Mumbai: India would intervene in the foreign exchange markets if needed to maintain stability, the Reserve Bank of India’s governor D Subbarao said during a panel discussion at the International Monetary Fund (IMF) in Washington on Saturday.
Foreign institutional investors (FIIs) have pumped a record $21.3 billion into Indian equities so far this year, helping push the rupee to a 25-month high last week.
The Reserve Bank of India (RBI), whose official view on the level of the rupee is uncertain and typically intervenes only to soften sharp moves in the partially convertible currency, has refrained from intervention during the recent rupee rally.
“If the inflows are lumpy and volatile or if they disrupt the macroeconomic situation, we will do so,” RBI governor said of intervention.
A surge in fund flows into faster-growing emerging economies has prompted several to intervene to head off appreciation and protect exports.
“Our intervention will be to keep liquidity conditions consistent with activity in the real economy and to maintain financial stability and not to stand against developments driven by changing economic fundamentals,” Subbarao said according to a text of his remarks published on the RBI website on Sunday.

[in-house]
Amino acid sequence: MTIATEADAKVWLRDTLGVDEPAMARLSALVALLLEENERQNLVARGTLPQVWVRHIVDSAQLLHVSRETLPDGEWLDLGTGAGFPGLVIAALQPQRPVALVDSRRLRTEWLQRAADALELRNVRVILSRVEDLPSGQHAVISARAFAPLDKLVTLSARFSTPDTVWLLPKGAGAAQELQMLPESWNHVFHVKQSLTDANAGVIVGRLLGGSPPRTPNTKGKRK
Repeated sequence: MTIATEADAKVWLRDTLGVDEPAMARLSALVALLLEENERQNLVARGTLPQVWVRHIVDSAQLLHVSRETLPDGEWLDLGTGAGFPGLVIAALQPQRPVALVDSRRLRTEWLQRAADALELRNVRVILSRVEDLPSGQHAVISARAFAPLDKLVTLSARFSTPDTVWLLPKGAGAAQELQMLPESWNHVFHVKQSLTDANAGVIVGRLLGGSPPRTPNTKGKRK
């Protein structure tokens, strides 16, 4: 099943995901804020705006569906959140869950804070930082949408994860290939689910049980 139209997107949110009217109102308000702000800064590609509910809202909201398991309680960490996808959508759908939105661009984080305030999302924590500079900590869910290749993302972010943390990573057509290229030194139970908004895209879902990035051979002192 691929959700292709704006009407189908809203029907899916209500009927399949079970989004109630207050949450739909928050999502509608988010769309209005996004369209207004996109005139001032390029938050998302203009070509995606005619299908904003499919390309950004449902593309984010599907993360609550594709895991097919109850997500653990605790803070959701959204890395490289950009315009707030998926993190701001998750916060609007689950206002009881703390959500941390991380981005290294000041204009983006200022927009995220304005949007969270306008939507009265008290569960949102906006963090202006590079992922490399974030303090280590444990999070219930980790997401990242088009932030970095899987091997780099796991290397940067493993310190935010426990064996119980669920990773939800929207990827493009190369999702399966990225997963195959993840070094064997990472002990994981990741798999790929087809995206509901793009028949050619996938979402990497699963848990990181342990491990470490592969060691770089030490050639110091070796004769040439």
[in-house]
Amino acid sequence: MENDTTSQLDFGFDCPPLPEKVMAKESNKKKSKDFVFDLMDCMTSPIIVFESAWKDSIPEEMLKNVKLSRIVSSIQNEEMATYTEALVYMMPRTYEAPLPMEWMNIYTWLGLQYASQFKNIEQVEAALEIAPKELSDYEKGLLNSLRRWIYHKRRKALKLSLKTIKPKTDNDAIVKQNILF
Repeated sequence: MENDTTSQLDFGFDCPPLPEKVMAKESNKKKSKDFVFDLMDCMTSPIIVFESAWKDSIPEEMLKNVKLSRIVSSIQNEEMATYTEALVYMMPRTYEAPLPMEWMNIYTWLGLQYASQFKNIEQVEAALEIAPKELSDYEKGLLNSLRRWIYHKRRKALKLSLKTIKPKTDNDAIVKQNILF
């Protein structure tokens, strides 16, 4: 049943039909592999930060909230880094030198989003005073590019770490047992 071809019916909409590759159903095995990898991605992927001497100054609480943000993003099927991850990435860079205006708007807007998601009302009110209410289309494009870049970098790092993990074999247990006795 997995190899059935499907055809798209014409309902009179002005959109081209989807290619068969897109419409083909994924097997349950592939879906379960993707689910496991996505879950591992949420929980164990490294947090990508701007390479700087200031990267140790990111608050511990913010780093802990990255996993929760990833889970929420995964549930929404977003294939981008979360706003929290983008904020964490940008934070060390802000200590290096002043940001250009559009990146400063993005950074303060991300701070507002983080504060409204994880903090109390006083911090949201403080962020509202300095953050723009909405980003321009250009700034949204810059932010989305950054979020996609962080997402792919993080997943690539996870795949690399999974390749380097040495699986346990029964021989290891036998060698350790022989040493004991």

He said India has not intervened because its absorption of inflows has increased as the current account deficit widens on a surge in imports on an upbeat outlook for growth and investment.
“Economies that have current account surpluses or only small deficits have intervened. That does not mean we won’t intervene,” Subbarao said.
He said the central bank would continue to use macro-prudential instruments in order to maintain stability, noting for example a recent move to tighten rules for bank lending against stocks.